They are small and sometimes not even visible to the naked eye: we are talking about plastic particles smaller than 5 mm, also known as microplastics. The particles are generated when large plastic parts such as car tyres disintegrate and wear away among other things. The tyres lose material when driving on roads and these particles are released into the environment. According to the Fraunhofer Institute for Environmental, Safety, and Energy Technology’s calculations, around 1.2 kg of microplastics per person enter the environment in this way alone every year. However, plastic packaging, shoe soles and cosmetic products such as exfoliation treatments and soaps are also additional sources. Wherever they originate: sooner or later, the particles make their way into rivers and seas via rainwater and wastewater as water treatment facilities are not capable of filtering out the smallest particles completely. Consequently, fish and other inhabitants of rivers and seas take in this plastic when feeding, meaning microplastics can even ultimately enter the human food chain.
Replacing microplastics with natural substances
Whether and how microplastics affect human health is still not fully understood. Yet almost everyone agrees on one thing: nobody wants the small particles to enter their body when they eat, drink or breathe. It will still take some time before we are in a position where we can ban microplastics from all areas of our lives, as nobody wants to go without lorries, cars or shoes. It’s often not possible to replace packagings or other products made from plastic across the board. So, what can we do?
One approach is to avoid plastics and microplastics wherever they are not explicitly required or when they can be replaced with natural substances. This works with great success in cosmetic products, for example, where microplastic particles used to clean the skin can be substituted for natural alternatives. The same applies in industrial settings. Take car garages, landscape gardening and trades, for example: people working in such areas often come into contact with strongly adhesive lubricants, oils, rust, metal dust and graphite – substances which are very difficult to remove with a standard foam or liquid soap.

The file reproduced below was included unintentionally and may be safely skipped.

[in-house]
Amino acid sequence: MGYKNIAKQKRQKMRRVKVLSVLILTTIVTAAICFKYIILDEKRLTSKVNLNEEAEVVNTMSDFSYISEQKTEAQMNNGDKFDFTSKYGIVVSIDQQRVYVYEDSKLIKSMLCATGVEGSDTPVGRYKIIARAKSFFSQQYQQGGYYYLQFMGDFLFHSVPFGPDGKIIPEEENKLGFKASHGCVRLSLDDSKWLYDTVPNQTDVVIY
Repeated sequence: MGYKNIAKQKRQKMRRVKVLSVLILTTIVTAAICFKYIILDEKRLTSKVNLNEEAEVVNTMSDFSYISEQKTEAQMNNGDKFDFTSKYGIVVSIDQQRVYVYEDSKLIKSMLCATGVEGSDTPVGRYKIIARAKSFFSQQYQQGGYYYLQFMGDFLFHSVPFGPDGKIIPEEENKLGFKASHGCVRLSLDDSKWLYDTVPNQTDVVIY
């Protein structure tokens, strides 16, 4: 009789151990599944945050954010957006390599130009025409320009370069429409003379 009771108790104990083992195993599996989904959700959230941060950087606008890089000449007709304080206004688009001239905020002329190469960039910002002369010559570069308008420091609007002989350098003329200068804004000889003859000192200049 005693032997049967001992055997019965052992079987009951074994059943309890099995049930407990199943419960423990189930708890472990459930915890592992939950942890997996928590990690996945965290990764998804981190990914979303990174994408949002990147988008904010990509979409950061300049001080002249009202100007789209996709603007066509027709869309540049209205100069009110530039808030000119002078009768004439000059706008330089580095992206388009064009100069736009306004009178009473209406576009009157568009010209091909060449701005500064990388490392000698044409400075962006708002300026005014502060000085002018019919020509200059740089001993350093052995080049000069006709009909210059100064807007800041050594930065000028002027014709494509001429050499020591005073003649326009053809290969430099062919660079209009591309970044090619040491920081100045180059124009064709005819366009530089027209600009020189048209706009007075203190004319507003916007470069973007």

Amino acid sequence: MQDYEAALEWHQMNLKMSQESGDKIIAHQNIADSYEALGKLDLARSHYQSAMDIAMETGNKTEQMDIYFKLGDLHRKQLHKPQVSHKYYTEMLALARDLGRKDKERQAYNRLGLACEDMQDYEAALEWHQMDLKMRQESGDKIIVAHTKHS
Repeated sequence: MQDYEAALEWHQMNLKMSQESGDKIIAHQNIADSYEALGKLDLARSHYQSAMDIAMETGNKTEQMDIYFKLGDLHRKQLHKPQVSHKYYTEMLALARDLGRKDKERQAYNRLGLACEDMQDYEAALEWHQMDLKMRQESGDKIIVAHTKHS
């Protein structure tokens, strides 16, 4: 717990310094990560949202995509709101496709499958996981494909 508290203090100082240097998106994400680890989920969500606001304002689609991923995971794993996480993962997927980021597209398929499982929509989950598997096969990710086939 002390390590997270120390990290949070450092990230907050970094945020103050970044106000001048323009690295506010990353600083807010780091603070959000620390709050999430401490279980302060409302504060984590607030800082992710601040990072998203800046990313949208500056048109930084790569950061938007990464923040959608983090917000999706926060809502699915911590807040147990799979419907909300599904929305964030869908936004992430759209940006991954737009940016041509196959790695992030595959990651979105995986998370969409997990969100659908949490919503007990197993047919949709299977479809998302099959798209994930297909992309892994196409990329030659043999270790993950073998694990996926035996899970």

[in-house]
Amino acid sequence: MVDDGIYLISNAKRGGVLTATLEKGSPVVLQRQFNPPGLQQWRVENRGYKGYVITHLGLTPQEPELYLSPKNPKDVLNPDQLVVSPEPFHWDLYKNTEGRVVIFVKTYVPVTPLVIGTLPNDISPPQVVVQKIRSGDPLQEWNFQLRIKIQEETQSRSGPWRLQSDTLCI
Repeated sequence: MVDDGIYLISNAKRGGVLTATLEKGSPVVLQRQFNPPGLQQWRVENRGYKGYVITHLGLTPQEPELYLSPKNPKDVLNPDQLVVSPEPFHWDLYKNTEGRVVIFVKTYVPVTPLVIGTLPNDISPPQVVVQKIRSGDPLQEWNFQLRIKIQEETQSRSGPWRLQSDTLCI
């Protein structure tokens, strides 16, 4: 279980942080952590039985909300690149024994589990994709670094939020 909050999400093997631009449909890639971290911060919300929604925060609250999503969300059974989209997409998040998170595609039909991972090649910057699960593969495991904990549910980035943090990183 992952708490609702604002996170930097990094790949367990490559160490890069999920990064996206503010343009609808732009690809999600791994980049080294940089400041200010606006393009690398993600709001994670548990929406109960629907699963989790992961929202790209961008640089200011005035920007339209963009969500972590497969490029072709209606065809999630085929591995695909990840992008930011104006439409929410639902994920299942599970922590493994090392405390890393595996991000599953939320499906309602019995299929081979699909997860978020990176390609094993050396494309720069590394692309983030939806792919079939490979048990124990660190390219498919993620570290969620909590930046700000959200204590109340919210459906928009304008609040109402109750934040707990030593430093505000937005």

Sustainable hand hygiene even for tough stains
Abrasiva was developed for precisely these tough stains. The highlight of this special soap is its abrasive particles, which help scour dirt off the skin. In recent years, various soap manufacturers have tested out a variety of approaches for satisfying customers’ requirements on gentle and, at the same time, thorough cleaning of their hands. Manufacturers have used and are using abrasives made from plastic, olive pits and walnut shells among other things.
One alternative is corn cob meal, which can also be found in the new CWS Abrasiva formula. The meal is harvested from corn cobs which have already been threshed, meaning no foodstuffs or other nutritional resources are wasted. The material cleans excellently and boasts good skin compatibility. Due to its partially fibrous structure, it also cleans gently. In addition, it is biodegradable and has a low allergy potential. That makes the new CWS Abrasiva an environmentally and skin-friendly alternative for all companies who set great store by gentle and thorough cleaning of hands.
31 tonnes of microplastics saved
CWS Abrasiva has been available with its new formula since January 2020. The new formula allows us to offer a range of cosmetic products which is 100% free from solid microplastics. Changing over to the new formula for the product will allow us to avoid the use of 31 tonnes of microplastics annually. In addition, 44 of our 45 cosmetic products are also free from liquid microplastics.
You can find more information on hand hygiene here: www.hand-hygiene.info/en-US/hand-hygiene
Further information on CWS’ sustainability strategy and commitments can be found in our latest Corporate Responsibility report.
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